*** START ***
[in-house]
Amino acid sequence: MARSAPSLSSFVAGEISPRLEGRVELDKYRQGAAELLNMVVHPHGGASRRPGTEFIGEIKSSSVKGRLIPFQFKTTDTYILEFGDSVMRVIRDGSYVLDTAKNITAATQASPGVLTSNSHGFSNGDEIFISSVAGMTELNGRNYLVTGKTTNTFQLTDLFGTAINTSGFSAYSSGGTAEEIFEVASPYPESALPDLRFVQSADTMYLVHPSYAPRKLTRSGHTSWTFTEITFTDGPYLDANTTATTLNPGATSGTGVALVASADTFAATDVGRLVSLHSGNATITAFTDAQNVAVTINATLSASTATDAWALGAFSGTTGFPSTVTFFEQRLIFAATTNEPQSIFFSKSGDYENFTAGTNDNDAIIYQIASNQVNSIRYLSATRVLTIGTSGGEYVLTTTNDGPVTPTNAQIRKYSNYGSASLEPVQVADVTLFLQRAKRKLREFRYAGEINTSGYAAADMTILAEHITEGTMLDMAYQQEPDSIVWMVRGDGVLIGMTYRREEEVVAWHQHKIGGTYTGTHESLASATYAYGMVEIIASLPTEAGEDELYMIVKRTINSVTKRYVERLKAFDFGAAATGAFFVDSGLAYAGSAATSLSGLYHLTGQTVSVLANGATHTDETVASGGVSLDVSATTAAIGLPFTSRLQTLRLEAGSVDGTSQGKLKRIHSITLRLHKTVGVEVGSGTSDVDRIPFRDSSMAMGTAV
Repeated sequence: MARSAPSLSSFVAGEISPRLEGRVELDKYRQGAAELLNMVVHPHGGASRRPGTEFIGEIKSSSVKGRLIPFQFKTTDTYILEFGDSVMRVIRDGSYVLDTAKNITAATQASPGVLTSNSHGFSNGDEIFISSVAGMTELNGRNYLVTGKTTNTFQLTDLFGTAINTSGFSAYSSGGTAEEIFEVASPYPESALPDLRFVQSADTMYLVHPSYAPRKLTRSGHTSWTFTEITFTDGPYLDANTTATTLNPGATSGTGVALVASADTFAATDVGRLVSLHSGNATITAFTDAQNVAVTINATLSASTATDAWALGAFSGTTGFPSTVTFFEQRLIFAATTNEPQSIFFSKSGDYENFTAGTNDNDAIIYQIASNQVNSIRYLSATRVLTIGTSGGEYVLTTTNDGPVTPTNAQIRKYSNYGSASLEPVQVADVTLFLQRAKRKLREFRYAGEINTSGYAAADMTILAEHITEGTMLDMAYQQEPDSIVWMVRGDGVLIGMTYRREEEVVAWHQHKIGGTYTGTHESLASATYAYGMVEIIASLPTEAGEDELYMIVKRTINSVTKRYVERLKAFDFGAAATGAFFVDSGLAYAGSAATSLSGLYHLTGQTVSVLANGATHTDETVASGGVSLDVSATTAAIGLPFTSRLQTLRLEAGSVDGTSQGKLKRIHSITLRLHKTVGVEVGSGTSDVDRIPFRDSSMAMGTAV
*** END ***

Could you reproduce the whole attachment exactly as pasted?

[in-house]
Amino acid sequence: MARSAPSLSSFVAGEISPRLEGRVELDKYRQGAAELLNMVVHPHGGASRRPGTEFIGEIKSSSVKGRLIPFQFKTTDTYILEFGDSVMRVIRDGSYVLDTAKNITAATQASPGVLTSNSHGFSNGDEIFISSVAGMTELNGRNYLVTGKTTNTFQLTDLFGTAINTSGFSAYSSGGTAEEIFEVASPYPESALPDLRFVQSADTMYLVHPSYAPRKLTRSGHTSWTFTEITFTDGPYLDANTTATTLNPGATSGTGVALVASADTFAATDVGRLVSLHSGNATITAFTDAQNVAVTINATLSASTATDAWALGAFSGTTGFPSTVTFFEQRLIFAATTNEPQSIFFSKSGDYENFTAGTNDNDAIIYQIASNQVNSIRYLSATRVLTIGTSGGEYVLTTTNDGPVTPTNAQIRKYSNYGSASLEPVQVADVTLFLQRAKRKLREFRYAGEINTSGYAAADMTILAEHITEGTMLDMAYQQEPDSIVWMVRGDGVLIGMTYRREEEVVAWHQHKIGGTYTGTHESLASATYAYGMVEIIASLPTEAGEDELYMIVKRTINSVTKRYVERLKAFDFGAAATGAFFVDSGLAYAGSAATSLSGLYHLTGQTVSVLANGATHTDETVASGGVSLDVSATTAAIGLPFTSRLQTLRLEAGSVDGTSQGKLKRIHSITLRLHKTVGVEVGSGTSDVDRIPFRDSSMAMGTAV
Repeated sequence: MARSAPSLSSFVAGEISPRLEGRVELDKYRQGAAELLNMVVHPHGGASRRPGTEFIGEIKSSSVKGRLIPFQFKTTDTYILEFGDSVMRVIRDGSYVLDTAKNITAATQASPGVLTSNSHGFSNGDEIFISSVAGMTELNGRNYLVTGKTTNTFQLTDLFGTAINTSGFSAYSSGGTAEEIFEVASPYPESALPDLRFVQSADTMYLVHPSYAPRKLTRSGHTSWTFTEITFTDGPYLDANTTATTLNPGATSGTGVALVASADTFAATDVGRLVSLHSGNATITAFTDAQNVAVTINATLSASTATDAWALGAFSGTTGFPSTVTFFEQRLIFAATTNEPQSIFFSKSGDYENFTAGTNDNDAIIYQIASNQVNSIRYLSATRVLTIGTSGGEYVLTTTNDGPVTPTNAQIRKYSNYGSASLEPVQVADVTLFLQRAKRKLREFRYAGEINTSGYAAADMTILAEHITEGTMLDMAYQQEPDSIVWMVRGDGVLIGMTYRREEEVVAWHQHKIGGTYTGTHESLASATYAYGMVEIIASLPTEAGEDELYMIVKRTINSVTKRYVERLKAFDFGAAATGAFFVDSGLAYAGSAATSLSGLYHLTGQTVSVLANGATHTDETVASGGVSLDVSATTAAIGLPFTSRLQTLRLEAGSVDGTSQGKLKRIHSITLRLHKTVGVEVGSGTSDVDRIPFRDSSMAMGTAV